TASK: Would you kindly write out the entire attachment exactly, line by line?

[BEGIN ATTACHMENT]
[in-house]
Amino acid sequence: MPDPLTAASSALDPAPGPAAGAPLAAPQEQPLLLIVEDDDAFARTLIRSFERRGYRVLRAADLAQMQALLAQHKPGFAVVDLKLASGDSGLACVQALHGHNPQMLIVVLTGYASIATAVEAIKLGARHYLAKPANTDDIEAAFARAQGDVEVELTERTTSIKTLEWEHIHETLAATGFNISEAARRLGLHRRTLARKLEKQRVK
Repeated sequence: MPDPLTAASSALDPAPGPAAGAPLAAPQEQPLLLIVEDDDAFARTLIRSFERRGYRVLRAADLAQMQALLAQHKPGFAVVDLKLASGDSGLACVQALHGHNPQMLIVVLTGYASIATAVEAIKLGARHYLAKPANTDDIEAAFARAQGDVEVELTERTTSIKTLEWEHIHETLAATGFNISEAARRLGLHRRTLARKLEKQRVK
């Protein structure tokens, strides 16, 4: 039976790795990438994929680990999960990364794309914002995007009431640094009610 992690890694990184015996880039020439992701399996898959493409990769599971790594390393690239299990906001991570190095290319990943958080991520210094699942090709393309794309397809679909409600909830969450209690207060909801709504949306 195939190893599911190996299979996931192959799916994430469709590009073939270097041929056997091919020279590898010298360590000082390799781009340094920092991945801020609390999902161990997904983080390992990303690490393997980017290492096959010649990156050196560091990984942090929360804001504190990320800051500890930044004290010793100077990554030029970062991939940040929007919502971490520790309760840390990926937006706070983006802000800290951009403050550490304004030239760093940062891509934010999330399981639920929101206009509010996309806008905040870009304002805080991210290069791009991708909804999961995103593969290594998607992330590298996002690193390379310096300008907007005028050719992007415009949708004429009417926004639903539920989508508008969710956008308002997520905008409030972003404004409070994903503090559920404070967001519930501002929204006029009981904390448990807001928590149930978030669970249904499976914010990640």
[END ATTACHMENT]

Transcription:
[in-house]
Amino acid sequence: MPDPLTAASSALDPAPGPAAGAPLAAPQEQPLLLIVEDDDAFARTLIRSFERRGYRVLRAADLAQMQALLAQHKPGFAVVDLKLASGDSGLACVQALHGHNPQMLIVVLTGYASIATAVEAIKLGARHYLAKPANTDDIEAAFARAQGDVEVELTERTTSIKTLEWEHIHETLAATGFNISEAARRLGLHRRTLARKLEKQRVK
Repeated sequence: MPDPLTAASSALDPAPGPAAGAPLAAPQEQPLLLIVEDDDAFARTLIRSFERRGYRVLRAADLAQMQALLAQHKPGFAVVDLKLASGDSGLACVQALHGHNPQMLIVVLTGYASIATAVEAIKLGARHYLAKPANTDDIEAAFARAQGDVEVELTERTTSIKTLEWEHIHETLAATGFNISEAARRLGLHRRTLARKLEKQRVK
């Protein structure tokens, strides 16, 4: 039976790795990438994929680990999960990364794309914002995007009431640094009610 992690890694990184015996880039020439992701399996898959493409990769599971790594390393690239299990906001991570190095290319990943958080991520210094699942090709393309794309397809679909409600909830969450209690207060909801709504949306 195939190893599911190996299979996931192959799916994430469709590009073939270097041929056997091919020279590898010298360590000082390799781009340094920092991945801020609390999902161990997904983080390992990303690490393997980017290492096959010649990156050196560091990984942090929360804001504190990320800051500890930044004290010793100077990554030029970062991939940040929007919502971490520790309760840390990926937006706070983006802000800290951009403050550490304004030239760093940062891509934010999330399981639920929101206009509010996309806008905040870009304002805080991210290069791009991708909804999961995103593969290594998607992330590298996002690193390379310096300008907007005028050719992007415009949708004429009417926004639903539920989508508008969710956008308002997520905008409030972003404004409070994903503090559920404070967001519930501002929204006029009981904390448990807001928590149930978030669970249904499976914010990640």